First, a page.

British Medical Bulletin     Hybrid Journal   (Followers: 7, SJR: 1.391, h-index: 84)
British Yearbook of Intl. Law     Hybrid Journal   (Followers: 31)
Bulletin of the London Mathematical Society     Hybrid Journal   (Followers: 4, SJR: 1.474, h-index: 31)
Cambridge J. of Economics     Hybrid Journal   (Followers: 61, SJR: 0.957, h-index: 59)
Cambridge J. of Regions, Economy and Society     Hybrid Journal   (Followers: 10, SJR: 1.067, h-index: 22)
Cambridge Quarterly     Hybrid Journal   (Followers: 9, SJR: 0.1, h-index: 7)
Capital Markets Law J.     Hybrid Journal   (Followers: 2)
Carcinogenesis     Hybrid Journal   (Followers: 2, SJR: 2.439, h-index: 167)
Cardiovascular Research     Hybrid Journal   (Followers: 13, SJR: 2.897, h-index: 175)
Cerebral Cortex     Hybrid Journal   (Followers: 45, SJR: 4.827, h-index: 192)
CESifo Economic Studies     Hybrid Journal   (Followers: 17, SJR: 0.501, h-index: 19)
Chemical Senses     Hybrid Journal   (Followers: 1, SJR: 1.436, h-index: 76)
Children and Schools     Hybrid Journal   (Followers: 5, SJR: 0.211, h-index: 18)
Chinese J. of Comparative Law     Hybrid Journal   (Followers: 4)
Chinese J. of Intl. Law     Hybrid Journal   (Followers: 22, SJR: 0.737, h-index: 11)
Chinese J. of Intl. Politics     Hybrid Journal   (Followers: 8, SJR: 1.238, h-index: 15)
Christian Bioethics: Non-Ecumenical Studies in Medical Morality     Hybrid Journal   (Followers: 10, SJR: 0.191, h-index: 8)
Classical Receptions J.     Hybrid Journal   (Followers: 25, SJR: 0.1, h-index: 3)
Clean Energy     Open Access  
Clinical Infectious Diseases     Hybrid Journal   (Followers: 62, SJR: 4.742, h-index: 261)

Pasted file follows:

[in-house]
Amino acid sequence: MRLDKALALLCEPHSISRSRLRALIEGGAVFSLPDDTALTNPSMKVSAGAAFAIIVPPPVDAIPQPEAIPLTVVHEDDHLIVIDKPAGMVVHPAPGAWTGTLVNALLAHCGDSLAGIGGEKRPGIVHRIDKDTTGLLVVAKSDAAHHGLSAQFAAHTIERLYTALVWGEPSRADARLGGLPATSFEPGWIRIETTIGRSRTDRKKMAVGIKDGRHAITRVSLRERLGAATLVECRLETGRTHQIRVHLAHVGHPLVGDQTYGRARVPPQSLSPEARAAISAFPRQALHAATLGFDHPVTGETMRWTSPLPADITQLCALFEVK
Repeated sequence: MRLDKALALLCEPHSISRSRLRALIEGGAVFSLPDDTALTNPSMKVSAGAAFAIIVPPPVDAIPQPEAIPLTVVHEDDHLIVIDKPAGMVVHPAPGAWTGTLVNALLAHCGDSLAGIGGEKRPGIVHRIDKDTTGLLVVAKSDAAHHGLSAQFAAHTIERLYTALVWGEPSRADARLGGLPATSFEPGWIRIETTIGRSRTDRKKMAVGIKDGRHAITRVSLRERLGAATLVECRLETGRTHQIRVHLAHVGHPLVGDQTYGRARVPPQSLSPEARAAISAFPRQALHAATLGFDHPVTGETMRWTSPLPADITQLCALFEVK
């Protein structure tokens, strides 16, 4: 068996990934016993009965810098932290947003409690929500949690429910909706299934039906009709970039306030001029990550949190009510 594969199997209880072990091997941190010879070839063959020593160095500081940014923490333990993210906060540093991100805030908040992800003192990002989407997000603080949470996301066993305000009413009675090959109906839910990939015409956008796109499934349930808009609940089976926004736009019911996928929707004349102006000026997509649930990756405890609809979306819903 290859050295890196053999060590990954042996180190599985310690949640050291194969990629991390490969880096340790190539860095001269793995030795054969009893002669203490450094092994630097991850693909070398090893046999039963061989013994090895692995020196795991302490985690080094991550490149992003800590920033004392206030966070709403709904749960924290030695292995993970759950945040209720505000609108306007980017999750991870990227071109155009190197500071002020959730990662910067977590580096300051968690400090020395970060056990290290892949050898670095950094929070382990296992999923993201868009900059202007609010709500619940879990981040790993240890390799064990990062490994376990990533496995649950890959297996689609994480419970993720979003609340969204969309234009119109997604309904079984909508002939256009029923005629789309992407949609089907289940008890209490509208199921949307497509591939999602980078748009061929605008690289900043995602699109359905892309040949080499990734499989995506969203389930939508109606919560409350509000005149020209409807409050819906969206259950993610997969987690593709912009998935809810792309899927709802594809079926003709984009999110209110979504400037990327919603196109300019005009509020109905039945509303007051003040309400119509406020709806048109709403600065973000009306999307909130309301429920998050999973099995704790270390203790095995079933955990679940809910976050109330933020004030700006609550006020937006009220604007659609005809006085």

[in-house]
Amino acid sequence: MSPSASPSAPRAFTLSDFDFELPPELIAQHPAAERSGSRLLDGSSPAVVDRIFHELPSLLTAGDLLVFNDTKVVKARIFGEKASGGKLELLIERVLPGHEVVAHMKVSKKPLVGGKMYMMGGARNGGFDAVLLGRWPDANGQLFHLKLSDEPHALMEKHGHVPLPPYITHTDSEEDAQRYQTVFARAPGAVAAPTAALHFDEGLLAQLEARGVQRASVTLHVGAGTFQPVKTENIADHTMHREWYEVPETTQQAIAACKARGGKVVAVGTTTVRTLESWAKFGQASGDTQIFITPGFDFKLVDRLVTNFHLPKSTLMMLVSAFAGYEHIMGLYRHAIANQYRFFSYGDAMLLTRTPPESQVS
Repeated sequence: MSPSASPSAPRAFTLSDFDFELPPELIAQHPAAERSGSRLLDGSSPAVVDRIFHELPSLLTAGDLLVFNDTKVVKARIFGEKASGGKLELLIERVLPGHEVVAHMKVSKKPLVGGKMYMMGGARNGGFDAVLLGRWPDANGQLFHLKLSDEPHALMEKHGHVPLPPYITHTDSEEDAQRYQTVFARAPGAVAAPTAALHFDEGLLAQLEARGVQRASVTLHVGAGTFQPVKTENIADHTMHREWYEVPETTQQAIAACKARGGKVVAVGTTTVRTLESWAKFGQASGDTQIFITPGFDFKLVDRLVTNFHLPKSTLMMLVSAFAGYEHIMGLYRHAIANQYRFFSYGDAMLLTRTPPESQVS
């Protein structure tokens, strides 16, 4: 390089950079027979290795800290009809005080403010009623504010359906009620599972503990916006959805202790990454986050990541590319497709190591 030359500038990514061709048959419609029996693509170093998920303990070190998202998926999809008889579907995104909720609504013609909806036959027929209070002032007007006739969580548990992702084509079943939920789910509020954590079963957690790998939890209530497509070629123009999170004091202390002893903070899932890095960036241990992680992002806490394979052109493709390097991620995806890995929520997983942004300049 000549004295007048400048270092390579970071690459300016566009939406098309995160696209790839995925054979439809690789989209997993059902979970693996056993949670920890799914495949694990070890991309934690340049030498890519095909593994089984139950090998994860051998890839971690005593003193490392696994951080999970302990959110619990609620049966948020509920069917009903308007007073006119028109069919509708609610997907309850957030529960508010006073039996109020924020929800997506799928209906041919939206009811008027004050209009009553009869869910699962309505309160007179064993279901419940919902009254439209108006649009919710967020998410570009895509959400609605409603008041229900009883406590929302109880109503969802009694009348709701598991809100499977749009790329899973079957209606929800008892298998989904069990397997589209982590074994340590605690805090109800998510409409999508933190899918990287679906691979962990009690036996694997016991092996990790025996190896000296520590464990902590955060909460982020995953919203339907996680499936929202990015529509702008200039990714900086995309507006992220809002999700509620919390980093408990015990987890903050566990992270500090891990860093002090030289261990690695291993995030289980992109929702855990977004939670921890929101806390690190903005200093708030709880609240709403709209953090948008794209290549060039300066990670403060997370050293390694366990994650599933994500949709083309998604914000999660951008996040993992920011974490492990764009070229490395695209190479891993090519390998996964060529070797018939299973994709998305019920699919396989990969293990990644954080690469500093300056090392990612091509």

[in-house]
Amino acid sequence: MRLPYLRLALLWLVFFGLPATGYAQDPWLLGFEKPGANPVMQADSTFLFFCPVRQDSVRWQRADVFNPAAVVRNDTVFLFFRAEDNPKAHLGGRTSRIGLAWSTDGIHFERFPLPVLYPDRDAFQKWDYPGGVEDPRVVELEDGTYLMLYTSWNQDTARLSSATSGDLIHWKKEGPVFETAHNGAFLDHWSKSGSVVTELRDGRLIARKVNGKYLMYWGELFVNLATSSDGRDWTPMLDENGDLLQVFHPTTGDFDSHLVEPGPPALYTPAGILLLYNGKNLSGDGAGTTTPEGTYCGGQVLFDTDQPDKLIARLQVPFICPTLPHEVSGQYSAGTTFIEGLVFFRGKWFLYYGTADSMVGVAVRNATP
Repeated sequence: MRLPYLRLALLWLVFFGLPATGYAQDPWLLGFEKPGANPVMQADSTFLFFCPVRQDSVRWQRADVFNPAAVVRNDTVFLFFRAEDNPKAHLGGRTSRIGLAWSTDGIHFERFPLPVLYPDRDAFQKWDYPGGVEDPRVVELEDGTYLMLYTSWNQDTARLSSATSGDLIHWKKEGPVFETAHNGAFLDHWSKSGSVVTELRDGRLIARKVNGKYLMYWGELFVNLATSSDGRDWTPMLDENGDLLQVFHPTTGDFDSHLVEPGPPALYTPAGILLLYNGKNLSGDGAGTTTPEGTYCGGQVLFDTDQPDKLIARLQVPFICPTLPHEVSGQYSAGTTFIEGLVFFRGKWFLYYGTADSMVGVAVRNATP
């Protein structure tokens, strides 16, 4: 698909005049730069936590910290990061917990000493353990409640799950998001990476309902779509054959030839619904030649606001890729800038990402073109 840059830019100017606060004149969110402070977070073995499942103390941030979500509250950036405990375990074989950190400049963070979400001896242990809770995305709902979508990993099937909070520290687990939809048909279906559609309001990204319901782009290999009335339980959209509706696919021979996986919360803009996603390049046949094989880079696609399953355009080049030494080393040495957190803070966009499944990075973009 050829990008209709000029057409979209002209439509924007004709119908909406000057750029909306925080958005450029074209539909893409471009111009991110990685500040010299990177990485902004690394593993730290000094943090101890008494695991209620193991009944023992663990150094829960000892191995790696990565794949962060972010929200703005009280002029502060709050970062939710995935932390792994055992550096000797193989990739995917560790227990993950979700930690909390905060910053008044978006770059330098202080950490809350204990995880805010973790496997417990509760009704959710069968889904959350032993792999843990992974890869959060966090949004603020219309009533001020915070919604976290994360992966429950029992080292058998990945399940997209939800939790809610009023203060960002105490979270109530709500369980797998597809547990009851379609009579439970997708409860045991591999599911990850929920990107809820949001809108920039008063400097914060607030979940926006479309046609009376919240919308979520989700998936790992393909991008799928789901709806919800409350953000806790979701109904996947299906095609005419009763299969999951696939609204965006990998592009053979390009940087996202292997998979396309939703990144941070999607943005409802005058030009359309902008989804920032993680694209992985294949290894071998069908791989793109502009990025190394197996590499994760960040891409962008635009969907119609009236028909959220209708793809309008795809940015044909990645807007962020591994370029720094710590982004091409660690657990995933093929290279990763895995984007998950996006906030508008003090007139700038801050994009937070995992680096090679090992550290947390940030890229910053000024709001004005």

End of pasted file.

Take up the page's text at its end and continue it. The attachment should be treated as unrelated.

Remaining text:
Clinical Kidney J.     Open Access   (Followers: 3, SJR: 0.338, h-index: 19)
Communication Theory     Hybrid Journal   (Followers: 20, SJR: 2.62, h-index: 53)
Communication, Culture & Critique     Hybrid Journal   (Followers: 25)
Community Development J.     Hybrid Journal   (Followers: 27, SJR: 0.47, h-index: 28)
Computer J.     Hybrid Journal   (Followers: 9, SJR: 0.371, h-index: 47)
Conservation Physiology     Open Access   (Followers: 2)
Contemporary Women's Writing     Hybrid Journal   (Followers: 9, SJR: 0.111, h-index: 3)
Contributions to Political Economy     Hybrid Journal   (Followers: 5, SJR: 0.313, h-index: 10)
Critical Values     Full-text available via subscription  
Current Developments in Nutrition     Open Access  
Current Legal Problems     Hybrid Journal   (Followers: 27)
Current Zoology     Full-text available via subscription   (Followers: 1, SJR: 0.999, h-index: 20)
Database : The J. of Biological Databases and Curation     Open Access   (Followers: 8, SJR: 1.068, h-index: 24)
Digital Scholarship in the Humanities     Hybrid Journal   (Followers: 13)
Diplomatic History     Hybrid Journal   (Followers: 20, SJR: 0.296, h-index: 22)
DNA Research     Open Access   (Followers: 5, SJR: 2.42, h-index: 77)
Dynamics and Statistics of the Climate System     Open Access   (Followers: 3)
Early Music     Hybrid Journal   (Followers: 15, SJR: 0.124, h-index: 11)
Economic Policy     Hybrid Journal   (Followers: 39, SJR: 2.052, h-index: 52)
ELT J.     Hybrid Journal   (Followers: 25, SJR: 1.26, h-index: 23)
English Historical Review     Hybrid Journal   (Followers: 51, SJR: 0.311, h-index: 10)
English: J. of the English Association     Hybrid Journal   (Followers: 14, SJR: 0.144, h-index: 3)
Environmental Entomology     Full-text available via subscription   (Followers: 11, SJR: 0.791, h-index: 66)
Environmental Epigenetics     Open Access   (Followers: 3)
Environmental History     Hybrid Journal   (Followers: 26, SJR: 0.197, h-index: 25)
EP-Europace     Hybrid Journal   (Followers: 2, SJR: 2.201, h-index: 71)
Epidemiologic Reviews     Hybrid Journal   (Followers: 9, SJR: 3.917, h-index: 81)
ESHRE Monographs     Hybrid Journal  
Essays in Criticism     Hybrid Journal   (Followers: 16, SJR: 0.1, h-index: 6)
European Heart J.     Hybrid Journal   (Followers: 54, SJR: 6.997, h-index: 227)
European Heart J. - Cardiovascular Imaging     Hybrid Journal   (Followers: 8, SJR: 2.044, h-index: 58)
European Heart J. - Cardiovascular Pharmacotherapy     Full-text available via subscription   (Followers: 1)
European Heart J. - Quality of Care and Clinical Outcomes     Hybrid Journal  
European Heart J. Supplements     Hybrid Journal   (Followers: 7, SJR: 0.152, h-index: 31)
European J. of Cardio-Thoracic Surgery     Hybrid Journal   (Followers: 9, SJR: 1.568, h-index: 104)
European J. of Intl. Law     Hybrid Journal   (Followers: 172, SJR: 0.722, h-index: 38)
European J. of Orthodontics     Hybrid Journal   (Followers: 4, SJR: 1.09, h-index: 60)